When Kevin Bartram first taught orchestra in public high schools, he was “obsessed” with the prestige of his program.
“I used to have a tremendous high school program. It was nationally recognized and I was pretty obsessed about that,” Bartram said.
Then he took 20 years off from K–12 education. During that gap, he taught music at the college level and completed a book he’d been working on since 2004—”Great Teachers: Exploring Excellence in Education.”
The book profiles eight of the country’s best teachers, including national teachers of the year across a variety of subjects and instructors who are no longer living, such as composer Leonard Bernstein and NASA Teacher in Space Christa McAuliffe.
Bartram went into the classrooms and into the heads of his subjects to determine how they applied the strategies that made them successful and inspirational educators.
“I can tell you, there’s a lot of great things happening in the public schools,” he said. “I want this book to open the classroom door to see what’s really going on.”
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After he finished writing the book, which was published this spring, Bartram returned to K–12 public education as an orchestra teacher at Walker-Grant Middle School and James Monroe High School in Fredericksburg—and he found that he was no longer focused on the prestige of his program.
“The obsession now is just in making contact with the kids and reaching them and making it about them and not me, and having fun, and laughing,” Bartram said.
“The kids are in real need of developing trust with adults,” he continued. “Perhaps because of [COVID-19], I’m not sure—but it became my central mission this year as a teacher, having written this book, to develop a bond and a trust with the kids. And once that’s established, we can get to work on teaching content.”
Bartram began research for the book in 2004 when he reached out to coach and special education teacher John Passarini, the 2003 Disney National Teacher of the Year.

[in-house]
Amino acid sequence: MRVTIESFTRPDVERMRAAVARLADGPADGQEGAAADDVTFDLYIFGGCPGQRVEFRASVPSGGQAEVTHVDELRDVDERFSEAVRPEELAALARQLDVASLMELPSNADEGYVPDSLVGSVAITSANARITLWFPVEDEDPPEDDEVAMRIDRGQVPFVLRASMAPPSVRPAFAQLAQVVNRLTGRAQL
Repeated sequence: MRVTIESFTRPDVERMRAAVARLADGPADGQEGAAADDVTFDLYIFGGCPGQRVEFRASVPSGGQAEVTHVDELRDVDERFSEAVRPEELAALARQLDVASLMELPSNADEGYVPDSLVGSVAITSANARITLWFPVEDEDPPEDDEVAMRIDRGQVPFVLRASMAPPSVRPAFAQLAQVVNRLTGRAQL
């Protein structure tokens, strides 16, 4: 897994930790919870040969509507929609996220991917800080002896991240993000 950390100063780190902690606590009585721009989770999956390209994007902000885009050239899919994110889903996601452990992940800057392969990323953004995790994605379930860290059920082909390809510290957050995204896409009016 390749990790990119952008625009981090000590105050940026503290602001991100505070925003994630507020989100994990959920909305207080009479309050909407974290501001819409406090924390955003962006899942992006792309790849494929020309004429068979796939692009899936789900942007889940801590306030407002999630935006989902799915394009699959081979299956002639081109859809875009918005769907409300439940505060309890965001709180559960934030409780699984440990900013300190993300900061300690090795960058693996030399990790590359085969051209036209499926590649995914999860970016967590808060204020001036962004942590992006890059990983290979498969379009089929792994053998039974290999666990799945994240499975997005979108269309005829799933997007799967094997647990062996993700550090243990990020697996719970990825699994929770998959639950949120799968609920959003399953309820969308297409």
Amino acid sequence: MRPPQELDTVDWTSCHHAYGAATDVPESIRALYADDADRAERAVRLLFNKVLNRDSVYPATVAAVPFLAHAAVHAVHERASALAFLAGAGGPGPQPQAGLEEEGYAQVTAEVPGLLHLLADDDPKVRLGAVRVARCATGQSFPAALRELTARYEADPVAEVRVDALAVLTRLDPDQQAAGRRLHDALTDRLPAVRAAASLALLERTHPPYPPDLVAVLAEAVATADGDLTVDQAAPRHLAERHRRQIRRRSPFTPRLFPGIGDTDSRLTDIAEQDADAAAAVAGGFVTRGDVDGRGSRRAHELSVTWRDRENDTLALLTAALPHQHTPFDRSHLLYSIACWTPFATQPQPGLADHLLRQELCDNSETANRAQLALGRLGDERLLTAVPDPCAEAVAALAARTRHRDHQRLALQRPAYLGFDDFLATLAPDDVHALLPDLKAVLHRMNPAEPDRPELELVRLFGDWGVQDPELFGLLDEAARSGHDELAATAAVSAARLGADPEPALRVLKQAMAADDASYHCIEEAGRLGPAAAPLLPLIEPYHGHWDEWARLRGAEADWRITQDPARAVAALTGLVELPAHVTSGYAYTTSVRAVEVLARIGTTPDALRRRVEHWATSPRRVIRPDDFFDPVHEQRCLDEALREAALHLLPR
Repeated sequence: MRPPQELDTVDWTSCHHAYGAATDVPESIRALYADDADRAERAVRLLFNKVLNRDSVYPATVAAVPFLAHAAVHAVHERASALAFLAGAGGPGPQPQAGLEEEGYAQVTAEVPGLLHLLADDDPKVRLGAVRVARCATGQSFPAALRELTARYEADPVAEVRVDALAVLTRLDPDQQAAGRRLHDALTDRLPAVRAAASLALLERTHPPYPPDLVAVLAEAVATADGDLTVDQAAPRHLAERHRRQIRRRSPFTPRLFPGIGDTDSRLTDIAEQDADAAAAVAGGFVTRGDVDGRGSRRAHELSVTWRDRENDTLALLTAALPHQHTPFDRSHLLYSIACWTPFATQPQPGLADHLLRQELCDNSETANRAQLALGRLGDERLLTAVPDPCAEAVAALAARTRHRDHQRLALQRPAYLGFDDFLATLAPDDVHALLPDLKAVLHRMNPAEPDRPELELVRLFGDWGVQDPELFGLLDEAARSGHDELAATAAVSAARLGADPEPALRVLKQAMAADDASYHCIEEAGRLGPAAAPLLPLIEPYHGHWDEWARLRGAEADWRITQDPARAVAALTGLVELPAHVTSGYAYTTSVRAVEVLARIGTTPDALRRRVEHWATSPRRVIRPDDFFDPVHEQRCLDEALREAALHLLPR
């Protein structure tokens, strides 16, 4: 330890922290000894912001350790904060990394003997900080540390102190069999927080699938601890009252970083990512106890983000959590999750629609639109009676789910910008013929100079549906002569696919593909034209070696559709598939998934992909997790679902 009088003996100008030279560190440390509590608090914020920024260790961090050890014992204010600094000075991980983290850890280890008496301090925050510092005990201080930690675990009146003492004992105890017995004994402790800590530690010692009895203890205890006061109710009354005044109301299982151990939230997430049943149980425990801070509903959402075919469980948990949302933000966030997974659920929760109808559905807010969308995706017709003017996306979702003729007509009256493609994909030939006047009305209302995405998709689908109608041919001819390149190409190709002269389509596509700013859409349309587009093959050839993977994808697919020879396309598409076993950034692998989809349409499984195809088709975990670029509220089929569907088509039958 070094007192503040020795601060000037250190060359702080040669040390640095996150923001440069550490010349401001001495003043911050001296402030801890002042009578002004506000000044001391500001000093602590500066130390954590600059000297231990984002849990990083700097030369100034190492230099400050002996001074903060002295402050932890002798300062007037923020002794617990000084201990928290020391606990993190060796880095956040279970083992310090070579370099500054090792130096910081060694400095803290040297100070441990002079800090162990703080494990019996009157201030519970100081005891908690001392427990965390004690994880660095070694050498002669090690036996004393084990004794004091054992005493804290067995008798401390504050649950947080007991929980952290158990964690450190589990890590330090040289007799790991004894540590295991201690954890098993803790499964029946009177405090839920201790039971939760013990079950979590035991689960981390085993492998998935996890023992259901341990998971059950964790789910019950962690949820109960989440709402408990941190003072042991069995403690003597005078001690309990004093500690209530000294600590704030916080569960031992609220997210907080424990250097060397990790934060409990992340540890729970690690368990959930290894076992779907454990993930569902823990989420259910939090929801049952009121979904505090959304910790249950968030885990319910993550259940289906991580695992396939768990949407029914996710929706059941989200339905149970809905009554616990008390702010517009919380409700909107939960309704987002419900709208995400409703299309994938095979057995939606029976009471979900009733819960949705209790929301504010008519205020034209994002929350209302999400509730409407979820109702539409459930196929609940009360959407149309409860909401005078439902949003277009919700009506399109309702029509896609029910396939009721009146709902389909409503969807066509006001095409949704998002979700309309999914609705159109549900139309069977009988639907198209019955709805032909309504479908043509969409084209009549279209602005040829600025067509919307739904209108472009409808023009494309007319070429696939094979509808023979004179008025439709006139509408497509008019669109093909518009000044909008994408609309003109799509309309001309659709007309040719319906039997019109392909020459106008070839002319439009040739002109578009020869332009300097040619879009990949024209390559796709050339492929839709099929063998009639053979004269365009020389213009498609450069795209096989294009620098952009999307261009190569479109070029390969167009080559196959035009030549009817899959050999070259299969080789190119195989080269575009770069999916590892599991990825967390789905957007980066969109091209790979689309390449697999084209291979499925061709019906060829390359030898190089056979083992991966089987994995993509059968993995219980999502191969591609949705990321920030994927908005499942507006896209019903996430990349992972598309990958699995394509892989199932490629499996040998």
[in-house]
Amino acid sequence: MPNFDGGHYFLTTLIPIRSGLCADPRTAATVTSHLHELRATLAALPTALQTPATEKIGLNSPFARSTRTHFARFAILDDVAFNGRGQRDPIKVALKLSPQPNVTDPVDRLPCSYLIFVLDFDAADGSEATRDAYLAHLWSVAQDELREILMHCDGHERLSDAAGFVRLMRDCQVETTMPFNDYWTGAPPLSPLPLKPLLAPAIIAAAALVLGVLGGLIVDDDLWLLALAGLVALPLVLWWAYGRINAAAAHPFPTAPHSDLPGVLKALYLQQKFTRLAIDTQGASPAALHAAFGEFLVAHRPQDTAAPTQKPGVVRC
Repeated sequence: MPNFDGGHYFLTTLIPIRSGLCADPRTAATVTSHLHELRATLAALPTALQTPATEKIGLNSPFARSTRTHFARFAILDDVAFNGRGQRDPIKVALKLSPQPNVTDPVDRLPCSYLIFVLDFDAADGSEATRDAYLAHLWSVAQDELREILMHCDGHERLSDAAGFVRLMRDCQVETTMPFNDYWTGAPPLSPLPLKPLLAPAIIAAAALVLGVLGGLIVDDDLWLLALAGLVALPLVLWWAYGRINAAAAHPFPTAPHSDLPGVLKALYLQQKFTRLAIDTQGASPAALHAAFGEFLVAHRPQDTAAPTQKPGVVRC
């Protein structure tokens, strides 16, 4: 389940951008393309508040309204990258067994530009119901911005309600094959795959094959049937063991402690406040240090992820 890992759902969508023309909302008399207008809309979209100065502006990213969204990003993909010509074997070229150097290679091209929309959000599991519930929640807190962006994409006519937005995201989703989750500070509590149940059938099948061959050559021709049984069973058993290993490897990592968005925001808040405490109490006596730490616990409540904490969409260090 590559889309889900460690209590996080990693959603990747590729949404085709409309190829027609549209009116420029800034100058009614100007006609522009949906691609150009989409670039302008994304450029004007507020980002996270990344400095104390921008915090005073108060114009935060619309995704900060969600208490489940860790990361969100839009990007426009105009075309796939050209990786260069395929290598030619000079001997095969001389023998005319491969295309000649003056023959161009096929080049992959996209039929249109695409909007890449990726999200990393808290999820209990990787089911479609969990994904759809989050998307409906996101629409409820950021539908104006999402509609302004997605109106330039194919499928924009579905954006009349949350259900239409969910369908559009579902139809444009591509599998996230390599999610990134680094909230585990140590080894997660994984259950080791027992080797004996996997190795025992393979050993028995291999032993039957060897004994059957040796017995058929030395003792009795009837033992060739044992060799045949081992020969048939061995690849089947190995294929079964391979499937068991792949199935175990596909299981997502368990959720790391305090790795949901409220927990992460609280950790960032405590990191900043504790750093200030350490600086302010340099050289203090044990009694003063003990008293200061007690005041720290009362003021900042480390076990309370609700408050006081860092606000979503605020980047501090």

“He sent me a whole series of tapes of him teaching,” Bartram said. “I sat down and I watched.”
Wherever possible, Bartram did similar first-person research for his subjects.
“It was months of research for just one teacher,” he said.
Each of the chapters was peer-reviewed by another educator, Bartram said. When he started, his goal was for the book to be a professional development tool for teachers and administrators, but it evolved into more than that.
“It became a call to arms for the education system,” he said.
“People have a misconception about teachers,” he continued. “We need to understand that teachers are degreed professionals doing a job that’s harder than the fates should allow, in a situation that is frankly hostile and steeped with mistrust from the public.”
Bartram—who in addition to teaching directs the semi-professional Fredericksburg Symphony, which just completed its inaugural year—said that in his one year back in public education, he witnessed his coworkers “doing heroic work.”
“It’s hard, hard work,” he said. “I can tell you that it’s harder—many degrees harder—than working at the college level was for me. And yet, it’s also more rewarding.”
Bartram hopes the book will energize educators and inspire them to advocate for themselves.
“Part of the problem is that teachers are too humble about what they do,” he said. “What’s really happening, if you want to be truly honest about it, is that these individuals in the classroom are making all the difference. And when they’re good, they have an ability to do more good with the kids than just about anybody else, especially at the public school level.”
“That needs to be recognized, and it needs to be recognized by teachers themselves,” Bartram continued.
Read more about “Great Teachers” and order at kevinpbartram.com.
Adele Uphaus-Conner: 540/735-1973